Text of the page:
Project Summary


Rationale

Trans-boundary aquatic animal diseases are a major risk and an important constraint to the growth of aquaculture. Trans-boundary animal diseases are defined as epidemic diseases that are highly contagious or transmissible, with the potential for very rapid spread irrespective of national borders and which cause significant socio-economic and possibly public health consequences. Trans-boundary aquatic animal diseases such as shrimp white spot syndrome virus (WSSV), koi herpes virus (KHV) of koi and common carps, and multinucleate sphere X (MSX) disease of edible oysters are three of the most serious pathogens affecting the aquaculture sector. Careful examination of the history and spread of trans-boundary diseases indicate how irresponsible or ill-considered movements of live aquatic animals and their products can impact aquaculture and wild fisheries resources. In many cases, these impacts are a direct result of absence of national and regional disease management strategies or non-compliance by stakeholders to such strategies.

Asia is the leading aquaculture producing region while Europe is one of the leading seafood importing regions. There is significant trade between Asia and Europe in live aquatic animals and their products. However, with trade comes the risk of introduction and spread of pathogens. Various global and regional instruments and standards provide guidance to trading partners to minimize the risk of introduction and spread of dangerous aquatic animal pathogens. Developing operational strategies to effectively implement the guidelines is very important. In addition, addressing health risks at the point of origin is becoming increasingly important. Effective implementation requires considerable expertise and access to information. Varying levels of expertise and knowledge for addressing aquatic animal health issues exist both in Europe and Asia.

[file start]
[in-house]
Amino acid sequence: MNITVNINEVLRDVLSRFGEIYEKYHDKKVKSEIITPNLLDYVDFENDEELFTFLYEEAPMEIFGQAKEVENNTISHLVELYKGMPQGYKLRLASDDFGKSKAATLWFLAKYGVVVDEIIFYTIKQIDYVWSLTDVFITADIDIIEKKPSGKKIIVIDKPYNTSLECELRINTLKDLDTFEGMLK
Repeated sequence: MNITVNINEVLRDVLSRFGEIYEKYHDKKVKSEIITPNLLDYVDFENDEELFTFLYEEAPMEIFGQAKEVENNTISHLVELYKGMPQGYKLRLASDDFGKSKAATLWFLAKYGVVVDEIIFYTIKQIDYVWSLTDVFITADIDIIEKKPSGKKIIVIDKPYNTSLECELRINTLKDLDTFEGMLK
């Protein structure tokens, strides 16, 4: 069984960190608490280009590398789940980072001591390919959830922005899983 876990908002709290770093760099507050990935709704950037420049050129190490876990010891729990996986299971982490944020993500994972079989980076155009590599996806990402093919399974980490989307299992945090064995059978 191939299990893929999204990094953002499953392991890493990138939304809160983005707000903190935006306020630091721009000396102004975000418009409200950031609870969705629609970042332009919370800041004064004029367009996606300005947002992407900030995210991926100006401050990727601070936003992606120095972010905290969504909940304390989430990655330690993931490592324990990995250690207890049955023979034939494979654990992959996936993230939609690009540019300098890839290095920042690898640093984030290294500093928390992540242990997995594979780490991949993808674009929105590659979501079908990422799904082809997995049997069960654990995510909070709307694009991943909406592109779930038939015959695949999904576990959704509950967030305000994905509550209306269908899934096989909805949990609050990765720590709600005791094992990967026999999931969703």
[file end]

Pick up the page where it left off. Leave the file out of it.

Europe and Asia have a long history of addressing aquatic animal health issues. The AqASEM expert workshop on disease and health management (Barcelona, 2004) brought together a selection of key players from both regions and from different sectors involved. The outcome from the Barcelona workshop was a set of recommendations for specific, high priority research topics for improvement of aquaculture animal health that would be of common interest to ASEM partners in Europe and Asia.

Recognizing the importance of networking and knowledge sharing, the present project builds on some of the key recommendations of the Barcelona expert workshop (need for a knowledge base on disease identification and control, training in aquatic animal health service, harmonise research) with the intention of building a strong partnership between Asia and Europe to work together on aquatic animal health issues of common interest and concern to both regions. 


Objectives

Build partnerships between Asia and Europe to work together to improve cultured aquatic animal health and welfare and to address issues of major economic or environmental significance and concern to both regions including diagnosis, preventative measures and treatments.

Key Activities

  • Create a steering group with representatives from PANDA, Asia Regional Advisory Group on Aquatic Animal Health of NACA and FHS of AFS to address aquatic animal health issues of common interest to both regions,

  • Establish a formal mechanism that utilizes the networks and expertise in both the regions to implement identified actions

  • Develop a resource document providing details of existing networks and initiatives in both the regions and widely disseminate the information electronically

  • Facilitate regular sharing of network activities and outputs through a structured process (e.g. e-newsletter, discussion forums)

  • Facilitate utilization of expertise for development of joint research, training and development activities in both the regions

Deliverables

D5.1    Europe-Asia steering group on aquatic animal health established

D5.2    Formal mechanism for utilizing the networks and expertise established

D5.3    Resource document of aquatic animal health networks and initiatives in Europe and Asia published

D5.4    e-newsletter and active discussion forums

D5.5    Project facilitated joint research proposals


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John Bostock,
Dec 15, 2010, 2:18 PM
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